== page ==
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Apr 17, 2020, 1:17:12 PM4/17/20

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I have the equation

x + y = 15

an I'm looking for solution only in the range x=1..9 and y=1..9, x and y both integer

Is there a sage-command to do that?

Thanks in advance

Bert Henry

Apr 17, 2020, 2:16:30 PM4/17/20

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I tried it with

var('x, y')

assume(x,"integer")

assume(x>0)

assume(y, "integer")

assume(y>0)

solve(x+y==15,x,y)

The result was

(t_0, -t_0 + 15)

obviously right, but not 6,9 7,8 8,7 and 9,6

Apr 17, 2020, 3:43:25 PM4/17/20

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Apr 18, 2020, 1:35:17 AM4/18/20

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@Matthias,

thanks for your answer, but I don‘t underrstand it. In your link, I can‘t fInd the solution for my problem. Would you give me a hunt, where to search?

Am Freitag, 17. April 2020 19:17:12 UTC+2 schrieb Bert Henry:

Apr 18, 2020, 4:11:05 PM4/18/20

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Matthias is hinting at a possible reformulation

of the problem as finding integral points in a

polyhedron. Let me expand.

In RR^2, consider the set S of all (x, y) satisfying:

x >= 1

x <= 9

y >= 1

y <= 9

x + y = 15

or if one prefers,

-1 + x >= 0

9 - x >= 0

-1 + y >= 0

9 - y >= 0

-15 + x + y = 0

Since all the conditions used to define this set

are of one of the following forms:

(linear form in x and y) = 0

(linear form in x and y) >= 0

the subset S is what is called a "polyhedron" in R^2.

The problem in your original post can now be

rephrased as:

Find all integral points in the polyhedron S.

An introduction to polyhedra in Sage is at:

The polyhedron S can be input as

S = Polyhedron(ieqs=[[-1, 1, 0], [9, -1, 0], [-1, 0, 1], [9, 0, -1]], eqns=[[-15, 1, 1]]),

Check that our input represents the correct polyhedron:

sage: print(S.Hrepresentation_str())

x0 + x1 == 15

-x0 >= -9

x0 >= 6

Find all integral points:

sage: S.integral_points()

((6, 9), (7, 8), (8, 7), (9, 6))

Apr 18, 2020, 7:41:15 PM4/18/20

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wow, I didn‘t expect, that may „simple“ problem needs such deep math. I will look for the math of polyhedrons to understand, what you wrote, because in some number-crosswords (I don‘t know the correct english word) you search for solutions of the m entioned type. Also you need it in some amphanumerics like SEND+MORE=MONEY.

Thanks a lot for answering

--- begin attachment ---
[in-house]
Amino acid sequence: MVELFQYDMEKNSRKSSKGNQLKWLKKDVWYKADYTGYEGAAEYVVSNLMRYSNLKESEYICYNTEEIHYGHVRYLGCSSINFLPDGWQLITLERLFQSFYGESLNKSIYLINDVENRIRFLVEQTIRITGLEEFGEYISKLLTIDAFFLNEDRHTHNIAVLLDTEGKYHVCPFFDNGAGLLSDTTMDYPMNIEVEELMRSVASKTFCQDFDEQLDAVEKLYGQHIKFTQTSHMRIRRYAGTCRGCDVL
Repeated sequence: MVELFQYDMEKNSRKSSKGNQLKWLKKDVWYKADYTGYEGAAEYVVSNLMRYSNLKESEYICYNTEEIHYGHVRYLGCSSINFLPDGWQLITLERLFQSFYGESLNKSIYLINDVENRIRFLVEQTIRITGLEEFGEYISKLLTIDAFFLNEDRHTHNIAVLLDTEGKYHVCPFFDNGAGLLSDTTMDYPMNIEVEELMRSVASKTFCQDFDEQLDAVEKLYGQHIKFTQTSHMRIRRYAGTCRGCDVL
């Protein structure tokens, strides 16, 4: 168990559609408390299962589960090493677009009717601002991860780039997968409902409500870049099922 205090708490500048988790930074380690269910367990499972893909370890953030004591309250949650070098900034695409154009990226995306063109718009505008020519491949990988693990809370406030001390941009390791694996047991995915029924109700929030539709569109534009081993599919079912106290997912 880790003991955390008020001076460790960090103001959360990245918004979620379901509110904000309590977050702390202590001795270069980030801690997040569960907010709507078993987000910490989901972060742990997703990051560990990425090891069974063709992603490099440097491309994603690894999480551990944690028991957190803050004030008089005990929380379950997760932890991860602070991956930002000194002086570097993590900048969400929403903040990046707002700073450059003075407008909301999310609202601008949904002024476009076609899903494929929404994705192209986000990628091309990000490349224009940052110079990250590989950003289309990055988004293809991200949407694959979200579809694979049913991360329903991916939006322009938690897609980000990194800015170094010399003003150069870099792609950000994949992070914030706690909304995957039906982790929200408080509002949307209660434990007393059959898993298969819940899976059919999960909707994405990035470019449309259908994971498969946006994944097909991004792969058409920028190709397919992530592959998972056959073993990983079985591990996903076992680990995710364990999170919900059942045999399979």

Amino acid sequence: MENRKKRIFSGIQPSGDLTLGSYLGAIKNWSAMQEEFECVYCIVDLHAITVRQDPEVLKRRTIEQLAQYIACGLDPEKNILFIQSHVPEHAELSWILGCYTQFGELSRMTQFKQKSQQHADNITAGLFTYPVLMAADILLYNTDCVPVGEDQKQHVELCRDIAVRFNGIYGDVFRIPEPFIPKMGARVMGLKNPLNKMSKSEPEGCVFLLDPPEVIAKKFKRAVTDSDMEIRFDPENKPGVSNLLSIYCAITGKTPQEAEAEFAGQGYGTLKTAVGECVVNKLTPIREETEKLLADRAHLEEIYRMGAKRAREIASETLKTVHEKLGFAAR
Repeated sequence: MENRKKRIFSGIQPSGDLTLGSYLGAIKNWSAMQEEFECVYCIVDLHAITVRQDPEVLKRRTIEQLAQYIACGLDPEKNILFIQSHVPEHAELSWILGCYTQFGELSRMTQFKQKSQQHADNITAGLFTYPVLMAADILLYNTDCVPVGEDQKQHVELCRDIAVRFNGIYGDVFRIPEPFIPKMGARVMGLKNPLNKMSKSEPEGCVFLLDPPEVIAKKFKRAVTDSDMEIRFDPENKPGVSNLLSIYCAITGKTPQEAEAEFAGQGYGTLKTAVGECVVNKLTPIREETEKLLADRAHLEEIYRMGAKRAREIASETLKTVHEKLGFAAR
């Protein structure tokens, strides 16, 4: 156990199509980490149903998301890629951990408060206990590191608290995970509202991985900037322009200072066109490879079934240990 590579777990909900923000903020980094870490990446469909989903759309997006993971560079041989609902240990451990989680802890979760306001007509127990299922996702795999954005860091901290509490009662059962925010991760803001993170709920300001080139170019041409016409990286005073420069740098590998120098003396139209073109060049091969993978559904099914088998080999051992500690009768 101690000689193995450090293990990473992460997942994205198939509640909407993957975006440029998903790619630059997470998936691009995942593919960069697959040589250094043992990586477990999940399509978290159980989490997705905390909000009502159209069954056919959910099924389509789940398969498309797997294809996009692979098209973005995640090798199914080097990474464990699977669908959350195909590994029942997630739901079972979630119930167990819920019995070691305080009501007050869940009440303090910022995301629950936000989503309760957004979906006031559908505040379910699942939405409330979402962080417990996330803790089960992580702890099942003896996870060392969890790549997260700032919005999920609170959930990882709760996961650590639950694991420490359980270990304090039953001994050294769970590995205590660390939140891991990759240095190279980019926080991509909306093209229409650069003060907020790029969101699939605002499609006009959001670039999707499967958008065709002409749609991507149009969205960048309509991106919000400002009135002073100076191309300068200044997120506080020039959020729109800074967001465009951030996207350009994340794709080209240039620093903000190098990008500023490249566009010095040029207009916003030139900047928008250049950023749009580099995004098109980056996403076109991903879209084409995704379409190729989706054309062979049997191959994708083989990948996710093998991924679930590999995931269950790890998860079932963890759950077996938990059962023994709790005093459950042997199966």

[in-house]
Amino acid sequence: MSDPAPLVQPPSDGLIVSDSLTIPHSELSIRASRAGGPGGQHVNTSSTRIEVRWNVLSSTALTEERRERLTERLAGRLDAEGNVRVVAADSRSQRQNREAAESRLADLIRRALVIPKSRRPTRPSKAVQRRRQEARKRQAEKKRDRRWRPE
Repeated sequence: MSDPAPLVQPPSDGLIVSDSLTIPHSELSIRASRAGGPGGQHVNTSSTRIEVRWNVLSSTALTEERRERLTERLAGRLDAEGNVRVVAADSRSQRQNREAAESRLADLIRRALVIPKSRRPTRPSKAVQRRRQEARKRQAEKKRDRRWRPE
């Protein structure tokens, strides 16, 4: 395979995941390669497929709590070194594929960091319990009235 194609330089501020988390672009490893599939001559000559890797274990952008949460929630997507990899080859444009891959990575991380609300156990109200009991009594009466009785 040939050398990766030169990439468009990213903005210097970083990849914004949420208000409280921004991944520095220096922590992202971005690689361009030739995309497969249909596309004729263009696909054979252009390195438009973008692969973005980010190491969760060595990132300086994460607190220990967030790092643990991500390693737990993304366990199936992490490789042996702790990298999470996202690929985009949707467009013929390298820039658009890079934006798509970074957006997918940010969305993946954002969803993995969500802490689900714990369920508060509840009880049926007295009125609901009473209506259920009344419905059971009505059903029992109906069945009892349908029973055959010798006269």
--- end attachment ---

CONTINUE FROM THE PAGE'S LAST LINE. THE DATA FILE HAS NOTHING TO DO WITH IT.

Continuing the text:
Bert

Am Freitag, 17. April 2020 19:17:12 UTC+2 schrieb Bert Henry:

Apr 18, 2020, 7:51:43 PM4/18/20

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On Sun, Apr 19, 2020 at 7:41 AM Bert Henry <bert...@gmail.com> wrote:

>

>

> wow, I didn‘t expect, that may „simple“ problem needs such deep math. I will look for the math of polyhedrons to understand, what you wrote, because in some number-crosswords (I don‘t know the correct english word) you search for solutions of the m entioned type. Also you need it in some amphanumerics like SEND+MORE=MONEY.

>

my maths teacher pointed to us that when one compares numbers by
>

>

> wow, I didn‘t expect, that may „simple“ problem needs such deep math. I will look for the math of polyhedrons to understand, what you wrote, because in some number-crosswords (I don‘t know the correct english word) you search for solutions of the m entioned type. Also you need it in some amphanumerics like SEND+MORE=MONEY.

>

counting digits, one is actually doing logarithms in base 10 :-)

> Thanks a lot for answering

> Bert

>

>

> Am Freitag, 17. April 2020 19:17:12 UTC+2 schrieb Bert Henry:

>>

>> I have the equation

>> x + y = 15

>> an I'm looking for solution only in the range x=1..9 and y=1..9, x and y both integer

>> Is there a sage-command to do that?

>>

>> Thanks in advance

>> Bert Henry

>

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Apr 19, 2020, 4:29:02 AM4/19/20

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May be you want to use ` WeightedIntegerVectors(15,[1,1])` or restricted partitions inside gap. This, for a single linear Diophantine equation like yours might be a fast approach.

Pedro

Apr 19, 2020, 4:40:22 AM4/19/20

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In this particular instance, I would rather write down the loop.

It is not hard to make the loop general for any bound on x and

y and any sum.

sum = 15

xmin = 1

xmax = 9

ymin = 1

ymax = 9

for x in range(max(xmin, sum-ymax), min(xmax, sum-ymin)+1):

print(x, sum-x)

which does run through

6 9

7 8

8 7

9 6

It is not hard to make the loop general for any bound on x and

y and any sum.

sum = 15

xmin = 1

xmax = 9

ymin = 1

ymax = 9

for x in range(max(xmin, sum-ymax), min(xmax, sum-ymin)+1):

print(x, sum-x)

which does run through

6 9

7 8

8 7

9 6

Apr 19, 2020, 4:50:44 AM4/19/20

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Yes, @vdelecroix, in these cases this might be a very good option.

sage: list( [x,y] for x in range(1,10) for y in range(1,10) if x+y==15)

[[6, 9], [7, 8], [8, 7], [9, 6]]

For a more general setting, normaliz, 4ti2 and other approaches are better; some are available in sage as pointed above.

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